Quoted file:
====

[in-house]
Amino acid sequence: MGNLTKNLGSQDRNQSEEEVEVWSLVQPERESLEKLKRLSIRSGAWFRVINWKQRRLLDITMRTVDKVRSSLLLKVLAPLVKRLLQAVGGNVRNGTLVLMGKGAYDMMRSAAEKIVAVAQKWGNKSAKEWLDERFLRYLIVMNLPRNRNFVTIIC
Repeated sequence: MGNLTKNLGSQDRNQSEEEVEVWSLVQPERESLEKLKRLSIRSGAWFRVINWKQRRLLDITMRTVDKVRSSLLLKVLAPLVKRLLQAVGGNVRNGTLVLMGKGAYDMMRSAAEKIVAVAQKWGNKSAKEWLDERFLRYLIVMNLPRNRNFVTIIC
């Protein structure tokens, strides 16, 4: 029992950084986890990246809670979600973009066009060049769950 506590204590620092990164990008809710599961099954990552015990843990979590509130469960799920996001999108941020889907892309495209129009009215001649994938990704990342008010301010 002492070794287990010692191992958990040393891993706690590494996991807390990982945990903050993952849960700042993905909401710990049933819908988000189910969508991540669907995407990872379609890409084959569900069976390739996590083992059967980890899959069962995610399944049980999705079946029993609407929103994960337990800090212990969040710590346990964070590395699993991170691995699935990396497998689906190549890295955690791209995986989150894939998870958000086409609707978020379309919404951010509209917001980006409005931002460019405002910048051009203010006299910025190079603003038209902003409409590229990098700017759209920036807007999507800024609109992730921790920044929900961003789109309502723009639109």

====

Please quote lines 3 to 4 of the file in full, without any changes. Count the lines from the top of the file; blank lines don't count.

Repeated sequence: MGNLTKNLGSQDRNQSEEEVEVWSLVQPERESLEKLKRLSIRSGAWFRVINWKQRRLLDITMRTVDKVRSSLLLKVLAPLVKRLLQAVGGNVRNGTLVLMGKGAYDMMRSAAEKIVAVAQKWGNKSAKEWLDERFLRYLIVMNLPRNRNFVTIIC
């Protein structure tokens, strides 16, 4: 029992950084986890990246809670979600973009066009060049769950 506590204590620092990164990008809710599961099954990552015990843990979590509130469960799920996001999108941020889907892309495209129009009215001649994938990704990342008010301010 002492070794287990010692191992958990040393891993706690590494996991807390990982945990903050993952849960700042993905909401710990049933819908988000189910969508991540669907995407990872379609890409084959569900069976390739996590083992059967980890899959069962995610399944049980999705079946029993609407929103994960337990800090212990969040710590346990964070590395699993991170691995699935990396497998689906190549890295955690791209995986989150894939998870958000086409609707978020379309919404951010509209917001980006409005931002460019405002910048051009203010006299910025190079603003038209902003409409590229990098700017759209920036807007999507800024609109992730921790920044929900961003789109309502723009639109």